MANILA - It is time to push for a law penalizing discrimination on account of sexual orientation and gender identity, among others, according to a legislator who authored an anti-discrimination measure that continues to gather dust in the Senate.
Senator Bam Aquino, the author of Senate Bill 2122, plans to use the next half of his term to steer the measure to passage.
''Hindi ko siya naipasa ngayong second year ko (I was not able to have it passed now in my second year),” he told reporters on Tuesday.
“Maybe next year, with the support of the people, we can have it passed.”
Various groups and individuals advocating lesbian, gay, bisexual and transgender (LGBT) rights were recently in uproar after a number of trans women were not allowed to enter a high-end club, whose staff allegedly cited a policy against cross-dressing.
One of the incidents involved transgender fashion designer Veejay Floresca, who was reportedly denied entrance to Valkyrie club even after showing her California ID with a female name and gender marker.
While club managers denied there is an anti-cross-dressing policy, some LGBT rights advocates argued the rule actually exists, albeit unwritten.
“With this case coming up, panahon na nga na mapasa natin ito (it’s really time to approve it),” Senator Aquino said of his bill.
The measure has been pending at the Senate’s committees on cultural communities and social justice, welfare and rural development since early 2014.
Its counterpart at the House of Representatives hurdled the committee level in February this year, but has yet to be approved at the plenary.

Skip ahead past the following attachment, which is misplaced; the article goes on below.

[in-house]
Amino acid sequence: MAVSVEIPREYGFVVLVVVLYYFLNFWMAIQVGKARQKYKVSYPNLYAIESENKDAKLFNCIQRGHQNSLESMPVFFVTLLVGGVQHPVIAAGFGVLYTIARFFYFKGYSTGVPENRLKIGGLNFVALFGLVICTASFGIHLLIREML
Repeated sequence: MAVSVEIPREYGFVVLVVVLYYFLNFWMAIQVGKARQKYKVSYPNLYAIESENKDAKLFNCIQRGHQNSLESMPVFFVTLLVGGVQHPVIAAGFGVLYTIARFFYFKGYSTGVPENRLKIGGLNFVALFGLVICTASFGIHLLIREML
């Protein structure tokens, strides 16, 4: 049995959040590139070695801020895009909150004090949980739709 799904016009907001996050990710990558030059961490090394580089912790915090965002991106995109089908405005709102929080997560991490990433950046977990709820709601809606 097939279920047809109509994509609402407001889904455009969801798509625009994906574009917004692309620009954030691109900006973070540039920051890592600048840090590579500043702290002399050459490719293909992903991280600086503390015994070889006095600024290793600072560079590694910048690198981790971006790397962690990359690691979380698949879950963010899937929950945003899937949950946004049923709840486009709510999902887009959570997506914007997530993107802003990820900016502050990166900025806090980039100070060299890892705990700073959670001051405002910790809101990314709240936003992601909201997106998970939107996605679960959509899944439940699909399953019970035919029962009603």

Aside from sexual orientation and gender identity and expression, the Senate bill outlaws discrimination based on ethnicity, race, religion, political beliefs, social class, civil status and medical conditions such as being positive for human immunodeficiency virus (HIV).
The bill defines discrimination as any act that has the “purpose or effect of nullifying or impairing the recognition, enjoyment or exercise, on an equal footing, or political, civil, economic, social, and cultural rights.”
The discriminatory acts include inflicting stigma and the denial of various rights such as the right to education, employment, and access to goods and services, among others.
Among the prohibited acts, section 5 mentions in particular the refusal to admit people to “any establishment, facilities or utilities that are open to the general public, such as but not limited to restaurants, bars, hotels, shopping malls, solely on the basis of the grounds listed”.
Depending on the category of the offense and the court’s discretion, persons found guilty of discrimination would face fines of between P100,000 and P500,000 or imprisonment of two to 12 years.
The bill assigns to the Commission on Human Rights the task of investigating cases of discrimination and recommending the filing of charges against individuals found guilty.
“The LGBT community continues to be oppressed through various forms of society at large, primarily because of misconceptions and ignorance. LGBT students, for instance, are refused admission or expelled from schools due to their sexual orientation or gender identity. Companies block the promotion of LGBT employees due to the deeply embedded notion that homosexuality is an indication of weakness. Laws such as the anti-vagrancy law are also abused by law enforcement agencies to harass gay men,” the bill’s explanatory note states.
“In a democratic society that claims to give equal access and opportunity to each of its citizens, many Filipinos are still treated as ‘second-class citizens’ when they try to exercise the rights to which they are rightfully entitled.”